Scott Davenport Photography
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To Polarize Or Not To Polarize

When I am shooting outdoors, I always have my circular polarizer with me. In fact, it's more often affixed to my lens than not. A polarizer is a vital piece of equipment for landscape photography.

However, there are shooting situations when I don't want the effect of the polarizer. Last weekend, I encountered one of these situations. I was at the beach, scouting where I'd setup for a sunset shot and noticed how the clouds were reflecting in the tide pools. To photograph the reflections, I needed to eliminate the polarizing effect.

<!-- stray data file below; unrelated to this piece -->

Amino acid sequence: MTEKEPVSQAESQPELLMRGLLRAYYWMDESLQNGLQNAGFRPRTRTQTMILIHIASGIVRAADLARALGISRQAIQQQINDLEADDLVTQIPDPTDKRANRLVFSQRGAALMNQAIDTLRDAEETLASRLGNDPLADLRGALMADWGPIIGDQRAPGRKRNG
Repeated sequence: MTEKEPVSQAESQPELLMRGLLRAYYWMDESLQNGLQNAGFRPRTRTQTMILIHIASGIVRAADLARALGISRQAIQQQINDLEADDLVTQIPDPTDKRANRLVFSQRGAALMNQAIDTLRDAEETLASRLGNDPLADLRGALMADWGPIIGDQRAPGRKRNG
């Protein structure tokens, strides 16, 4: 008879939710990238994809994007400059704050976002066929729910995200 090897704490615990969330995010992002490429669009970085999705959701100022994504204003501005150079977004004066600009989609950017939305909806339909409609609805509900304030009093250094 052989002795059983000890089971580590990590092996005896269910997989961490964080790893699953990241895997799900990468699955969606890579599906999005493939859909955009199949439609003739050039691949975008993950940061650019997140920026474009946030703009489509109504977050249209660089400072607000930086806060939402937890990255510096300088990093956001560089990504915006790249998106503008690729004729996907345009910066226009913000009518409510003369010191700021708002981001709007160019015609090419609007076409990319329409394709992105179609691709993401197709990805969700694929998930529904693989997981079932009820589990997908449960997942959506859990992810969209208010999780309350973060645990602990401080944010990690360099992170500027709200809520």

Polarizer active

Polarizer inactive

These two photos are taken moments apart of the exact same subject. The only difference is the position of my circular polarizer. In the first shot, I have the polarizer rotated to work a full strength. In the second shot, I turned it about a half-turn to eliminate the effect.

A polarizer cuts through reflections. And that's great for shallow streams, shooting through glass, and so on. It also helps if what's beyond the reflection is pleasing to look at (not exactly the case for this tide pool).

To capture the reflection itself, turn your polarizer to a neutral position, effectively disabling it. How do you how much to turn your polarizer? Turn it until the scene looks good. Yes, very scientific, I know. :)